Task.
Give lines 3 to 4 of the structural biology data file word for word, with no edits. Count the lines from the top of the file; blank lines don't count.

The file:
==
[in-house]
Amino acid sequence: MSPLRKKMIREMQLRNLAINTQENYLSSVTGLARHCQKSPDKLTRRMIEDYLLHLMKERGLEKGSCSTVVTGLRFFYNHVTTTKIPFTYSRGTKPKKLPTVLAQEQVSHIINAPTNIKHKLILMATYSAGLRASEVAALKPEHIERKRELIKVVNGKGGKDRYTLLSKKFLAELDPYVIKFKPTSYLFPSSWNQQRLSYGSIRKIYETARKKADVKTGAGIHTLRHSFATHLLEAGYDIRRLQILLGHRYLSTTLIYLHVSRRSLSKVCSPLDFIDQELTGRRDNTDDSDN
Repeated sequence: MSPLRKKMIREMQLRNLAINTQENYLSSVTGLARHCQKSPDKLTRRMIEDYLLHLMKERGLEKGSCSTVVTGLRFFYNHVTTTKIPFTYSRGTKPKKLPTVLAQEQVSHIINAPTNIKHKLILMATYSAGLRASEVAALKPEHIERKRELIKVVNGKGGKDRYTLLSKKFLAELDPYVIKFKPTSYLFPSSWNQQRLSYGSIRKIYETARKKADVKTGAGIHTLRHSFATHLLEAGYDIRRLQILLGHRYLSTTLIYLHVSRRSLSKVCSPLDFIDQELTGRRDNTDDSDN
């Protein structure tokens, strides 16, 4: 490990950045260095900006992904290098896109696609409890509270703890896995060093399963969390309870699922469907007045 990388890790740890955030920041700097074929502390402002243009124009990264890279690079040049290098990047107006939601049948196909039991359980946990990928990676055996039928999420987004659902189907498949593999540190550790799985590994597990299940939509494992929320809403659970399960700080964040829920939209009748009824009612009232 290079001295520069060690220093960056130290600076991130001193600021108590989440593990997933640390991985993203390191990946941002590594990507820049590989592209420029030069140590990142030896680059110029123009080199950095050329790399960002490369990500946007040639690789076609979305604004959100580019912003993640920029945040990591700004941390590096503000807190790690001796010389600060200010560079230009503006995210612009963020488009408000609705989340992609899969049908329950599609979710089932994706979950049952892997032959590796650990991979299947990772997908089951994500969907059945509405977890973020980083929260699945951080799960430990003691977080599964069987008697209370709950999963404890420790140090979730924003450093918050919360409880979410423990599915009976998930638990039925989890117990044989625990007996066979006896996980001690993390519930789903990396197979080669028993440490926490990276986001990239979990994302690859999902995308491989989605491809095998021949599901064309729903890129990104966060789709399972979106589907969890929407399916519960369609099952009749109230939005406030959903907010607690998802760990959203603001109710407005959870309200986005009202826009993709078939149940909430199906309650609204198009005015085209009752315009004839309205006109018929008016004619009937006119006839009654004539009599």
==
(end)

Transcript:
Repeated sequence: MSPLRKKMIREMQLRNLAINTQENYLSSVTGLARHCQKSPDKLTRRMIEDYLLHLMKERGLEKGSCSTVVTGLRFFYNHVTTTKIPFTYSRGTKPKKLPTVLAQEQVSHIINAPTNIKHKLILMATYSAGLRASEVAALKPEHIERKRELIKVVNGKGGKDRYTLLSKKFLAELDPYVIKFKPTSYLFPSSWNQQRLSYGSIRKIYETARKKADVKTGAGIHTLRHSFATHLLEAGYDIRRLQILLGHRYLSTTLIYLHVSRRSLSKVCSPLDFIDQELTGRRDNTDDSDN
């Protein structure tokens, strides 16, 4: 490990950045260095900006992904290098896109696609409890509270703890896995060093399963969390309870699922469907007045 990388890790740890955030920041700097074929502390402002243009124009990264890279690079040049290098990047107006939601049948196909039991359980946990990928990676055996039928999420987004659902189907498949593999540190550790799985590994597990299940939509494992929320809403659970399960700080964040829920939209009748009824009612009232 290079001295520069060690220093960056130290600076991130001193600021108590989440593990997933640390991985993203390191990946941002590594990507820049590989592209420029030069140590990142030896680059110029123009080199950095050329790399960002490369990500946007040639690789076609979305604004959100580019912003993640920029945040990591700004941390590096503000807190790690001796010389600060200010560079230009503006995210612009963020488009408000609705989340992609899969049908329950599609979710089932994706979950049952892997032959590796650990991979299947990772997908089951994500969907059945509405977890973020980083929260699945951080799960430990003691977080599964069987008697209370709950999963404890420790140090979730924003450093918050919360409880979410423990599915009976998930638990039925989890117990044989625990007996066979006896996980001690993390519930789903990396197979080669028993440490926490990276986001990239979990994302690859999902995308491989989605491809095998021949599901064309729903890129990104966060789709399972979106589907969890929407399916519960369609099952009749109230939005406030959903907010607690998802760990959203603001109710407005959870309200986005009202826009993709078939149940909430199906309650609204198009005015085209009752315009004839309205006109018929008016004619009937006119006839009654004539009599």